• How will you get the key?

The next time you’re looking for a place to stay with a little more character and a lot more flexibility than the Days Inn or the nearby Hilton, consider checking out VRBO, its parent company Homeaway.com, or one of their competitors. After your experience, you’ll feel almost like a local!

Trips taken 2007, 2009, 2011.

The San Francisco Wave Organ

As each wave greeted the rocks, I held my ear to a large pipe, waiting. Each wave brought a sound – sometimes just a trickle, like rain hitting a downspout; sometimes a glug as if I was drinking from a giant mug; sometimes a distant roar or a moan of discontent. Moving from pipe to pipe, I listened.

On a jetty in San Francisco Bay, just a short walk from the St. Francis Yacht Club and the Exploratorium, is the Wave Organ, a musical instrument of PVC and concrete tubes built and cemented into the rocks at just the right angles to capture the sounds and music of the incoming tide.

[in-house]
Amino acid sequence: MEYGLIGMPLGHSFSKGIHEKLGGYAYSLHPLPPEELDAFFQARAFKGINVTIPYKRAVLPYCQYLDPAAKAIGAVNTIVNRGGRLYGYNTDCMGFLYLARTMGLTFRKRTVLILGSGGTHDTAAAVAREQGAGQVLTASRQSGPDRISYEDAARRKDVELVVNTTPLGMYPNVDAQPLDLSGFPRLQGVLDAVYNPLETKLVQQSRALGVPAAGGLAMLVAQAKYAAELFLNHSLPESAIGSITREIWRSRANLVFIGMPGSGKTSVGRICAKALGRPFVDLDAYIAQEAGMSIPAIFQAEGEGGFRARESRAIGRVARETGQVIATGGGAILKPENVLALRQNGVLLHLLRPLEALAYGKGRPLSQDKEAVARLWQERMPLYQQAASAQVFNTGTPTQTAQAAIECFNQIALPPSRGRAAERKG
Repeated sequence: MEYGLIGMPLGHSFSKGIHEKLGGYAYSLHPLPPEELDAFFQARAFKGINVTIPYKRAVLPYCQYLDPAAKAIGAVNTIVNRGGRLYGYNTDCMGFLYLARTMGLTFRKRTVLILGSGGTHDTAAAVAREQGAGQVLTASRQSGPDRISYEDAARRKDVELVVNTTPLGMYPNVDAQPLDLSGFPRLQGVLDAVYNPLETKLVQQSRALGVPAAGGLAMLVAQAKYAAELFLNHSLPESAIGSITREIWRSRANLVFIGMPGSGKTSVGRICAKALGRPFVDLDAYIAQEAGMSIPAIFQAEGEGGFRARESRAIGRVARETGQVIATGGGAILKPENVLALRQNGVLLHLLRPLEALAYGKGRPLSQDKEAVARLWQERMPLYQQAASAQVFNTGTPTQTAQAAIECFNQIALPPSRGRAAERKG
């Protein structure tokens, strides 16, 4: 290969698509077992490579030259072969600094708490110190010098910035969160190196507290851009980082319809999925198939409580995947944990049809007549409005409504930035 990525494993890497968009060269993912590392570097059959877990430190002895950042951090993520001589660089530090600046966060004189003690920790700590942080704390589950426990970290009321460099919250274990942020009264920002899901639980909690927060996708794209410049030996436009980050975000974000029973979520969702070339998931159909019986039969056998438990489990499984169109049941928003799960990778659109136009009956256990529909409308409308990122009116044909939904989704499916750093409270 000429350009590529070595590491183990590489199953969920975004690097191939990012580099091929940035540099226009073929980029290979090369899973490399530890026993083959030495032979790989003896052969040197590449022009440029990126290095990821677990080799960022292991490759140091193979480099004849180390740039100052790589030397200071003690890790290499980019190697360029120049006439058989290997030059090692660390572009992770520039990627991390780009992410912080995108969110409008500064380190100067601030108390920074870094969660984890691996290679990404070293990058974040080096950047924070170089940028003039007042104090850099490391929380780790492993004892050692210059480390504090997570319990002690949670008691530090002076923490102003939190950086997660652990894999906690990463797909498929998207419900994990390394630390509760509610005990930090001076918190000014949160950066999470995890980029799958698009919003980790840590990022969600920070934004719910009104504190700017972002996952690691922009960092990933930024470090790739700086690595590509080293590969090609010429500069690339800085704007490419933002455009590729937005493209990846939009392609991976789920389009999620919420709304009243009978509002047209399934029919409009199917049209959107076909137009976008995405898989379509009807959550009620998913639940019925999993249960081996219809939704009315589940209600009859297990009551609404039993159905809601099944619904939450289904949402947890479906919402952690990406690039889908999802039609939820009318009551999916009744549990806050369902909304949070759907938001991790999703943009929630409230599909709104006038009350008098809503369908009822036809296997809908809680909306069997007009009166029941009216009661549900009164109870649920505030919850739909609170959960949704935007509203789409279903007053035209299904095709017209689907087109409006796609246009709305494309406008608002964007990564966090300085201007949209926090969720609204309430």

Creating different noises and gurgles as the incoming tide rushes through with varying force and intensity, the pipes look like barnacles or submarine scopes, their openings bending and twisting with personality.


My 8 and 6-year old niece and nephew explored with my teenage kids, testing the sounds emanating from various levels and heights; many pipe openings just the perfect height for their ears. I sat on a covered bench, where sounds from three pipes enveloped me.

SF Bay

The Wave Organ is the genius of Peter Richards and George Gonzalez, Exploratorium artists-in-residence in 1986. It is free and open to the public. You can see more photos and listen to an audio slide show at the Exploratorium’s website